I will follow

Yesterday I quit my job. Without having a backup. Without knowing exactly what I will do. Without having a real plan.

Yesterday I quit my job, because I prayed and prayed and prayed about it and I know that’s what I’m supposed to do. I need to be a stay-at-home mom for my little girl. She is almost two months old, and I cannot imagine leaving her at daycare to go back to work. During the past two months, I have thought about what that would be like. What would it be like to have someone else raising my daughter five days per week, seven hours per day? What would it be like for her to walk her first steps or say her first words when I’m not around? I couldn’t stomach it. I would literally look at her and cry just thinking about it. So I knew I had to figure something out. (If you are a working mom, please do not take offense to this. I know that there are many women who choose to or have to work, and their children flourish.) So I prayed and thought and talked to my husband and prayed some more. And at around four in the morning, I had my answer. I knew God was telling me to stay home.

Yesterday I quit my job, and it’s kind of scary. Let’s be honest, having faith that God will provide is more easily said than done. We aren’t rich. We may have to live paycheck to paycheck for a while. But following God is not easy.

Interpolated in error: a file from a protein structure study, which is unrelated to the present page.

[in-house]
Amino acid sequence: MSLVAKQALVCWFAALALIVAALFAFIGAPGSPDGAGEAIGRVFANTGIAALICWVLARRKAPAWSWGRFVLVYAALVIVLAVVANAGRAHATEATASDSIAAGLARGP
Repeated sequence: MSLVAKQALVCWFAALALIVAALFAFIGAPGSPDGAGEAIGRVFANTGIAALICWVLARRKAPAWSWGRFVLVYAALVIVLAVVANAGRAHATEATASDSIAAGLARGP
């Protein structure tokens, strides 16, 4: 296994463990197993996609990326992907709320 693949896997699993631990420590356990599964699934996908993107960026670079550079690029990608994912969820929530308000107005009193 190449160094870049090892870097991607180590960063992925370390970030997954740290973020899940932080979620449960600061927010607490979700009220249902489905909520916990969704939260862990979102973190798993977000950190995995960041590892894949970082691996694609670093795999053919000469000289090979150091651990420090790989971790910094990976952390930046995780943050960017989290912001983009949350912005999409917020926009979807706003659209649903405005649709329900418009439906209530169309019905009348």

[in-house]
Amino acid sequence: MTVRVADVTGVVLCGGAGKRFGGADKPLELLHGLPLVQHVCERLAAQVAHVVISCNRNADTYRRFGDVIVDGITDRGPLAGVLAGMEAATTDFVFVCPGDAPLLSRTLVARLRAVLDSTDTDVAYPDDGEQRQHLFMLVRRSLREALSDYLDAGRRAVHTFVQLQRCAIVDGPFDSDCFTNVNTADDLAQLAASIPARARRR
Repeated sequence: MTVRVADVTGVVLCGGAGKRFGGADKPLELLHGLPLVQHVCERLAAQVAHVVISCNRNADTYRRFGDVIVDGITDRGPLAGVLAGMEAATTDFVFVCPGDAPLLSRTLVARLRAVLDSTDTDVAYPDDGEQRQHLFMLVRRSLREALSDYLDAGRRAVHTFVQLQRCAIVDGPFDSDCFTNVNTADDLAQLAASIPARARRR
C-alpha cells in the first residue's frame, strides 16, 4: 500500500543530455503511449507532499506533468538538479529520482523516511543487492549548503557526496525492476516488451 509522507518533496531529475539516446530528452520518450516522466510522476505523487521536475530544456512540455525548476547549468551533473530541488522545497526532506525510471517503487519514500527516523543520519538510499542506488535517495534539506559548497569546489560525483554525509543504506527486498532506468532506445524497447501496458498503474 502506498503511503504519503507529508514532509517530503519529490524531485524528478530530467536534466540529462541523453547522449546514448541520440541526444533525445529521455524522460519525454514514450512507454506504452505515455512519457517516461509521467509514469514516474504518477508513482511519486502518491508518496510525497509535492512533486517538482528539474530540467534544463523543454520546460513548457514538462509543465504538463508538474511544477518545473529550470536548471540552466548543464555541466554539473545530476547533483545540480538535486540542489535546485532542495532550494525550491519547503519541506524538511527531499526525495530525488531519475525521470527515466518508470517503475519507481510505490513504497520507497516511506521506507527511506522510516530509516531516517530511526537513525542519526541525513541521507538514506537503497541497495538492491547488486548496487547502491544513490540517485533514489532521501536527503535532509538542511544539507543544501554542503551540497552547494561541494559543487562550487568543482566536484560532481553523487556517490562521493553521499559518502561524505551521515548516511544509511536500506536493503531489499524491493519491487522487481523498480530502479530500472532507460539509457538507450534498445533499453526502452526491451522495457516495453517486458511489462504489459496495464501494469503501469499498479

I was listening to a podcast this morning by Dr. Charles Stanley. In it he talked about how we have to be committed to following God. We have to step out and trust that God knows what he’s doing. Think about Abraham. God told him to go and sacrifice his own son, and he went. He didn’t think twice, because he trusted what God was telling him. Dr. Stanley pointed out something I had never before noticed: Abraham says “we” when he tells his servants of  returning.

He said to his servants, “Stay here with the donkey while I and the boy go over there. We will worship and then we will come back to you.” (Genesis 22:5 NIV).

Abraham had faith that God would take care of things, and believed that Isaac would come back with him even when it seemed impossible. He was committed to what God told him to do and was counted faithful because of this.

Oh, if I could have faith like that. I try, really I do. But it’s also something I have to consciously work on. I think it’s that way for a lot of people – we know in our heads that God’s plan is right, and that He is taking care of us, but do we really believe it in our hearts? It’s a really difficult concept to grasp and hold onto and truly believe. At least, for me it is.

So, how do I work on this? I pray. I talk to my husband. I try to read my Bible more. And I quit my job. Because in the end, being committed to God means being willing to follow Him even when it’s scary.
Dr. Charles Stanley Podcast